How to share knowledge

An idea for a science fiction story that I don’t want to write because I can’t imagine any magazine would want to buy it, but it leads to a question for the audience.

If a time traveler came to me (assume I’ve already vetted him, so I know he’s legitimate. As an example, see my story “1-9-4-blue-3-7-2-6-gamma-tetrahedron”) and gave me a cure for Covid-19, how could I get it to the people who need to have it? Obviously, he’s not handing me seven billion doses of a medicine or vaccine, but the knowledge for how to make it (perhaps its chemical structure). I’m not a doctor, not even a working scientist. How could I get someone in a position to listen to me, believe me, and test this cure in order to get it into production?

If my time traveler handed me a personal spaceship, or a ray gun, something physical and obvious, all I would need to do would be to demonstrate it to a reporter, or even just post a video of it online somewhere and share it with all of you. But if that breakthrough through time was a bit of vitally important knowledge that had to be put into production, what could I do with it to actualize it?

Let one go

The president, the governors, the mayors can order businesses to shut down. And if they do, the store around the corner, the conventions I attend to sell books, even my own publishing company may cease doing business for a while. But none of them can order us to re-open. They can only provide a safe environment in which we will want to re-open for business. If the president wants to call himself the supreme galactic authority, who cares? I have a lot of problems with the president, both his actions and his inactions. But his latest mal-de-bouche should not be causing all these pile-on attacks. Every time he opens his mouth, he declares his irrelevancy. It’s okay to let one go.

Figure out your goal before deciding how to get there

This is why Donald Trump has a very good chance of being re-elected: Democrats are so wrapped up in political purity that they’re willing to see the president re-elected, rather than vote for a Democrat who isn’t as “pure” as their chosen candidate. And this is one reason I am not a member of their political party. I am enough of a pragmatist that I will do what I can for the good of the country, even if I have to hold my nose while I vote. I am also urging you to find that clothes pin and hold your nose if you have to. Because honestly, I don’t think Joe Biden is the best choice for president, even among the “declared” candidates in the recent scrimmage for the nomination. But I do think he is the best chance we have now to end Donald Trump’s presidency sooner rather than later, and that is a necessity.

Breaking my long political silence

Since my first book was published in 2008 (The Presidential Book of Lists), I’ve avoiding talking about my own politics. And in truth, I could find the good in and the bad in presidents from both major parties. So, rather than alienate half of my potential readership, I kept my mouth shut.

Earlier this week, however, I was watching Don Lemon’s program on CNN. He started a broadcast with five minutes of clips from the president’s daily coronavirus briefing/pep rally—a briefing I had watched live earlier in the day, talking back to the television as I frequently do. Don showed those clips, and then quoted the movie Network: “I’m mad as hell and I’m not going to take it anymore.” And I realized I’m mad, too.

I’ve spent nearly four weeks in the house, not going out, not seeing anyone. And I’ve been angry, telling myself that this isolation hasn’t mattered—and that it won’t matter—until everybody spends several weeks in the house at the same time, to give the virus time to die out.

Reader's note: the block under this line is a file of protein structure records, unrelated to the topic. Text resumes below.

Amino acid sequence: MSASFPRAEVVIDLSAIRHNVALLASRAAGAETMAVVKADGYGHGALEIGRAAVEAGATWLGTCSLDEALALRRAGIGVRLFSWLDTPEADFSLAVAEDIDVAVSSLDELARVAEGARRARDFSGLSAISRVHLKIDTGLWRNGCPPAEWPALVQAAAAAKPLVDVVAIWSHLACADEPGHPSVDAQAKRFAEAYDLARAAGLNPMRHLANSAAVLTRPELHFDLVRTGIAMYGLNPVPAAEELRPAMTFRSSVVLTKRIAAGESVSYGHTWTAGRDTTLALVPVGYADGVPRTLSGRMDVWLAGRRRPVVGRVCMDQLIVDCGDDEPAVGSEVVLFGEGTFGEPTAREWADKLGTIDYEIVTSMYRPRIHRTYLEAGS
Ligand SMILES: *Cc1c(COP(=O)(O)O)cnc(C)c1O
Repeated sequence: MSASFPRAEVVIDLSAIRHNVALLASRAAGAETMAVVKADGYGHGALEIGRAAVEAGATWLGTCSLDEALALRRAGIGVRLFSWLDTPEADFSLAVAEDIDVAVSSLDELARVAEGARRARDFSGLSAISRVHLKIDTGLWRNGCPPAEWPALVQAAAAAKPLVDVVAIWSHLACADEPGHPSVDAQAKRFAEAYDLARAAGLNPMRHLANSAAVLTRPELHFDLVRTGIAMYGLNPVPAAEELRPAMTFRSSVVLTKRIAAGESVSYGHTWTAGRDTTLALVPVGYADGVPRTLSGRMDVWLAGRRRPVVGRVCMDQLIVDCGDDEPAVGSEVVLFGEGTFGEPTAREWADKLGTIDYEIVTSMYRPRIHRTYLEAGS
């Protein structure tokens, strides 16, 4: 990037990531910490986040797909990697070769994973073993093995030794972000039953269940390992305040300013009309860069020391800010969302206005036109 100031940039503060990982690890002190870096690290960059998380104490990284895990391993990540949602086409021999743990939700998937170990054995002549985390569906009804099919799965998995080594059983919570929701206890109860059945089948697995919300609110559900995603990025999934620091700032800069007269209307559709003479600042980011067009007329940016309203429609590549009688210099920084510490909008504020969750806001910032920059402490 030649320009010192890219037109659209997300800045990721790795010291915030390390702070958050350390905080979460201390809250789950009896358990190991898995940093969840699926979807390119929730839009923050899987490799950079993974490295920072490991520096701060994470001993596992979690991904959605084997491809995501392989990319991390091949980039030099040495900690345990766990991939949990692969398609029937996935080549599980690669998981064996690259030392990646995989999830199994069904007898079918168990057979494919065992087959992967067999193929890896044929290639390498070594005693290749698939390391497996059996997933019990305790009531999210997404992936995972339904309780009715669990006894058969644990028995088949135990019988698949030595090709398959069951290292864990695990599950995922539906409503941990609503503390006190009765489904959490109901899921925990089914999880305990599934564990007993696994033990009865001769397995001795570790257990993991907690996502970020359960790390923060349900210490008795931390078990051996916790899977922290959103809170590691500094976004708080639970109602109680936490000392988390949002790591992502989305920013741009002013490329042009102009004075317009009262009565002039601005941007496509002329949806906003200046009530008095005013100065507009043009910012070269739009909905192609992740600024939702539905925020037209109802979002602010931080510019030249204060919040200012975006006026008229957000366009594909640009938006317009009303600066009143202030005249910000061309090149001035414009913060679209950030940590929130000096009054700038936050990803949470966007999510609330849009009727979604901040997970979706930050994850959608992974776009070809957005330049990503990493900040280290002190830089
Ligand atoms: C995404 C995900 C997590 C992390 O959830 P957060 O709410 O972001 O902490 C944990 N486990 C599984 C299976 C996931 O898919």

But as I was watching those clips of the president, and listening to Don asking why I wasn’t angry, I realized my anger at my non-quarantining fellow citizens was misplaced. It’s not their fault: they’ve been getting such mixed messages.

My assumed clear vision of reality in the near future is based on a long history working in and reading science fiction, where we foresee events just like this one. If our leaders had sufficient backbone to talk about these problems—which the president’s scientific advisors seem to recognize all too well—we might already be on the down-slope of this pandemic. But we’re not.

So I’ve come to a decision: I’ve decided that not every president can rise to the occasion, especially not the one we have right now. I think each and every one of his predecessors would have been able to, regardless of his inherent strengths or weaknesses. This one, however, has not. He is a clear and present danger to the long-term health and well-being of this country.

His constant need for adulation, his unending focus on the concept of enemies, and his ceaseless attacks on reporters, the press, and his predecessors, are now emphatic, improper, dangerous distractions from the important issues of the day. When the economy was doing well and we were not yet suffering from this virus, the distractions were fine, keeping him from doing any real harm. But now that we actually need a leader in the Oval Office, we do not have one.

His eagerness to “re-open the economy,” to get us back to business, has nothing to do with scientific or medical reality, and everything to do with his tunnel-vision that a soaring stock market will lead to his re-election. A true leader would not need to pat himself on the back at every turn. A true leader would not need to be thanked by the governors of the states for deploying supplies. A true leader would not attempt to practice medicine without a license while standing at the podium. A true leader would not be thinking about the economy, would not be thinking about re-election, would not even be considering political party labels at this point. A true leader would put all that aside, and focus solely on generating the medical treatment we need today, the testing ability we will tomorrow, and the prevention ability we need long term. A true leader would be standing behind that podium wearing a face mask, to encourage his fellow citizens to protect themselves and each other. A true leader would be telling the people: we are in the midst of a horrible event, something that will kill and injure many people, and the fall-out from it will damage the country, and change the way we live. But we will get through it. And then a true leader would make us believe it, and believe that he cares. Donald Trump is not a true leader.